Has Donald Trump’s most prominent conservative-commentator supporter abandoned ship? Not quite yet, but as the Daily Caller’s Alex Pfeiffer discovered in his interview with Ann Coulter, she’s got a flotation vest on and has begun searching for a lifeboat. A lack of progress on the border wall and the rise of nepotism has Coulter despairing of the Trump presidency she championed as America’s “last shot”:

So there’s no wall, and Obama’s amnesties look like they are here to stay. Do you still trust Trump? 

Uhhhh. I’m not very happy with what has happened so far. I guess we have to try to push him to keep his promises. But this isn’t North Korea, and if he doesn’t keep his promises I’m out. This is why we voted for him. I think everyone who voted for him knew his personality was grotesque, it was the issues.

I hate to say it, but I agree with every line in my friend Frank Bruni’s op-ed in The New York Times today. Where is the great negotiation? Where is the bull in the china shop we wanted? That budget the Republicans pushed through was like a practical joke… Did we win anything? And this is the great negotiator?

Rather than go with a naval allegory, Coulter describes the Trump presidency as a road trip heading in the wrong direction. Rather than heading to Los Angeles as promised, Coulter says, the feeling so far is that he’s driving the opposite direction:

It’s not like I’m out yet, but boy, things don’t look good. I’ve said to other people, “It’s as if we’re in Chicago and Trump tells us he’s going to get us to LA in six days. But for the first three days we are driving towards New York. Yes, it is true he can still turn around and get us to LA in three days, but I’m a little nervous. …

If we just keep going to New York. Well again, I’ll say we had no choice, but the Trump-haters were right…It’s a nightmare. I can’t even contemplate that. Right now I’m still rooting for him to turn around and take us toward LA.

Perhaps the better analogy would be that Trump promised to stay in Chicago and middle America. Instead, Trump has gotten caught up in the Beltway swamp and NY-LA media glare, or at least it might appear that way to Coulter. That, supposedly, has been the disappointing feature of the Trump presidency — that’s he’s been co-opted by the swamp and focused too much on his coverage to get tough and force his will on Congress and the courts. Going to either LA or NY is part of the problem, not the solution.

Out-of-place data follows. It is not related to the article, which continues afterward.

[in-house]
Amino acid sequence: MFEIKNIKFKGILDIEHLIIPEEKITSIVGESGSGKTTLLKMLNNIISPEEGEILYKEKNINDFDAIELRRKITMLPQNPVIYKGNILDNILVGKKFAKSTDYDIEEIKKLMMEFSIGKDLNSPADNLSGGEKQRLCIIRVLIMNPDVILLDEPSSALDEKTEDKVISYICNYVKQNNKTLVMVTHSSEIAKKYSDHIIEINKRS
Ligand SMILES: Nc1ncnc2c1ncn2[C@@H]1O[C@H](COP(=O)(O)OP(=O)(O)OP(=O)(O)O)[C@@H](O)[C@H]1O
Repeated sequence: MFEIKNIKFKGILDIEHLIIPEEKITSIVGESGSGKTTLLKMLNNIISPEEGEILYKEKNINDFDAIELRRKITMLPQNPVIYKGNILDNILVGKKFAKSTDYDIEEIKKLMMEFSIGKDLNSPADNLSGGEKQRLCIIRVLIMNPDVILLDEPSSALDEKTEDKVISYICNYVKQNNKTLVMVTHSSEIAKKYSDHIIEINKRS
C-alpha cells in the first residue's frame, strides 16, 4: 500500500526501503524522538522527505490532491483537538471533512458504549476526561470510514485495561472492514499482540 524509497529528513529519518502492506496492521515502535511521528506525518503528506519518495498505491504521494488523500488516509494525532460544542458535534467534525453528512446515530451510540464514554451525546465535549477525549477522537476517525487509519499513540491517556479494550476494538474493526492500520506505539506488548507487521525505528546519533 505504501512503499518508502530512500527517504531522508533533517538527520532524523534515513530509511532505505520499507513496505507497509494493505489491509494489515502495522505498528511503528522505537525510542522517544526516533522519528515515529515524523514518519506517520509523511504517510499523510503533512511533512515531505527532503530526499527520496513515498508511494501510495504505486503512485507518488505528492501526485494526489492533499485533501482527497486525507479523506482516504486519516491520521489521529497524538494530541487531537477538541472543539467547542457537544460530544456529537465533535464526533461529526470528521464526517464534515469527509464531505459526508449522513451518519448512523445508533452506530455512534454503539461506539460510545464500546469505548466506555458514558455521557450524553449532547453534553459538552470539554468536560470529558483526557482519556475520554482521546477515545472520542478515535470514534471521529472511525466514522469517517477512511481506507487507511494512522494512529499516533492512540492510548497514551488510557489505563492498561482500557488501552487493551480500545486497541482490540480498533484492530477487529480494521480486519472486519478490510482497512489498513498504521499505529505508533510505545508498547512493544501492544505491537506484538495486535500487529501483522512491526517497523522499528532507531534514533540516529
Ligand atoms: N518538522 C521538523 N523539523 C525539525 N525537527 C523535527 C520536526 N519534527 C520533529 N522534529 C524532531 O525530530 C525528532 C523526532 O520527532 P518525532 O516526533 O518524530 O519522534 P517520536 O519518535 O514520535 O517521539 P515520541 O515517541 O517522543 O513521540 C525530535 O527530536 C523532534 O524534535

This seems a bit … premature, if not over-the-top. Polling shows that Trump’s base remains patient while his administration gets its sea legs, even after a fumbling response after the firing of James Comey. His media surrogates like Coulter and some others have no patience at all. This isn’t the same as the so-called “Trump haters” (or other “Trump lovers,” for that matter) seeing everything through the prism of their 2016 positions; it feels like panic, as if Trump has mere weeks left in his presidency rather than 43 months.

Coulter’s charge that Trump’s nepotism (having Jared Kushner and his daughter Ivanka in the White House) amounts to a surprising hint of fascism seems even more odd. Trump’s most vociferous backers — Coulter included — hailed Trump’s business track record as his best qualification to run the federal government. Trump’s business track record shows a very solid streak of nepotism, though, and nepotism isn’t what made the fascisti a danger either. Having Jared and Ivanka in the White House as advisers hardly presents the kind of nepotistic threat to separation of powers and independent checks on the presidency as, say, appointing one’s younger brother as Attorney General — and yet we all managed to get past the John F. Kennedy era without fascism raising its ugly head.

It may be that the Trump presidency produces nothing of interest for border hawks or conservatives, save the important judicial nominations on which the White House wants the latter to focus, but we have a long way to go and a midterm election to watch before we even get close to that conclusion. But that’s hardly a new concern either; many of us pointed out that risk during the GOP primary fight, and were roundly dismissed by Coulter and other Trump supporters at the time. I warned sixteen months ago that a Trump presidency could follow the same arc as Jesse Ventura’s disastrous term as Minnesota governor:

It’s possible that an anti-establishment outsider could shake up the existing order and provide the kind of leadership needed to forge new alliances and make sharp improvements. It seems more likely that both Trump and Sanders would become another Jesse Ventura – an executive with no alliances, whose inexperience and/or antipathy toward institutions produces little but a lost four years and strengthening of the party establishments they both seek to demolish.

As that ancient Minnesota proverb warns, be careful what you wish for, uff dah – you might just get it, you betcha.

We’re hardly there yet, though. The FY2018 budget has only just begun to get attention, and while there may still be difficulties in getting border-wall funding, the White House hasn’t abandoned it yet. Perhaps everyone just needs to pull the car over and take a deep breath.